“For years, the industry as a whole has been developing products for older, more experienced patients,” Ruzicka says. “The average age of the first-time hearing aid user is 65 years old. To stimulate growth, we needed to develop a product that addresses the needs of a younger generation.”
Although many rival companies have released “open-ear” devices in the past 12 months, they failed to elicit significant market growth from the desirable “Baby Boomer” segment, says Ruzicka.
Starkey Laboratories’ Aspect OTE
Starkey’s market research pointed to a cosmetically appealing product that digitally combats high-frequency hearing loss and eliminates occlusion. Stromberg also listed “instant-fit capability,” ease of use and entry-level pricing as design requirements.
For most mild-loss, first-time wearers, a key step in successfully adapting to amplification is overcoming occlusion, says Starkey research audiologist Laurel Olson.
The primary advantage of an “open” fitting is its ability to provide the ideal combination of comfort with natural and realistic sound quality, thus eliminating the common complaint of feeling “plugged-up.”
It’s those needs that Starkey’s product development team took into consideration when designing Aspect.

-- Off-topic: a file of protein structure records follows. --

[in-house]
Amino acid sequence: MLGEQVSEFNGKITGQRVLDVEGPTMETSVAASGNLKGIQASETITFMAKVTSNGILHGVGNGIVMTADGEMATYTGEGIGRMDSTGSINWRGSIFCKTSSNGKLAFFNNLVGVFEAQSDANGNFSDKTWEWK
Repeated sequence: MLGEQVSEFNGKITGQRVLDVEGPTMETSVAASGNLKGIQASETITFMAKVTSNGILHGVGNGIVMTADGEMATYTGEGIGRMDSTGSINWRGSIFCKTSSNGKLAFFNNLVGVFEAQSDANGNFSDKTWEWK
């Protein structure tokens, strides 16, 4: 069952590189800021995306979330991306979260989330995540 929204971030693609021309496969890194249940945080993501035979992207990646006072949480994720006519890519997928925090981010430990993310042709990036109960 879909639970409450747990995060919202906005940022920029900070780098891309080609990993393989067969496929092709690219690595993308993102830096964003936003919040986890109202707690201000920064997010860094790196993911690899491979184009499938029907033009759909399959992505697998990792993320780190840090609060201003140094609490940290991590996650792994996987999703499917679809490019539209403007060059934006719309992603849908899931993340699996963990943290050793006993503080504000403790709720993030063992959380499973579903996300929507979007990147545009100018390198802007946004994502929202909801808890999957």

Gilbertson’s work was cut out for him. His fast-track development team worked long hours for 6 months to develop “Contour,” Aspect’s internal code name derived from Gilbertson’s goal to design a product to comfortably match the unique structure of the top of the ear.
“We were excited,” says Gilbertson, whose enthusiasm was reminiscent of a newborn’s parent. “We invented an entirely new product from scratch in record time, and now it was time to let our hearing research group test it.”
Showing Product Efficacy
Starkey’s Hearing Research and Technology department clinically tests and evaluates new products. The process includes identifying a group test of beta testers to validate the new technology’s features and benefits.
The Aspect test group consisted of 14 subjects, six males and eight females, ranging from 44 to 82 years old. To validate product efficacy, all beta testers wore Aspect an average of 4 to 8 hours a day and participated in multiple evaluation sessions with Starkey’s research team.
The instrument’s unique design combats high-frequency hearing loss and eliminates occlusion.
Evaluation sessions included initial fittings, review of experiences, subjective and objective measurements and focus-group meetings
Initially, Aspect beta testers struggled with handling, inserting and removing the tiny OTE, which is fairly common with first-time hearing aid users, says Olson.
But after using the product, the beta group successfully mastered battery replacement. Data showed ease of battery replacement with a mean rating of 4.5 on a scale of 1 to 5, with 1 being “very difficult” and 5 “very easy.”
Research also showed very high levels of overall product satisfaction. The test group’s mean rating was 4 on a scale of 1 to 5, with 1 being “poor” and 5 “excellent.”
In general, all test subjects say they could “hear better” in a variety of situations, including conversations in groups, watching TV, and attending church and other public places. And thanks to Aspect’s exclusive earbud, subjects reported not feeling “plugged-up.”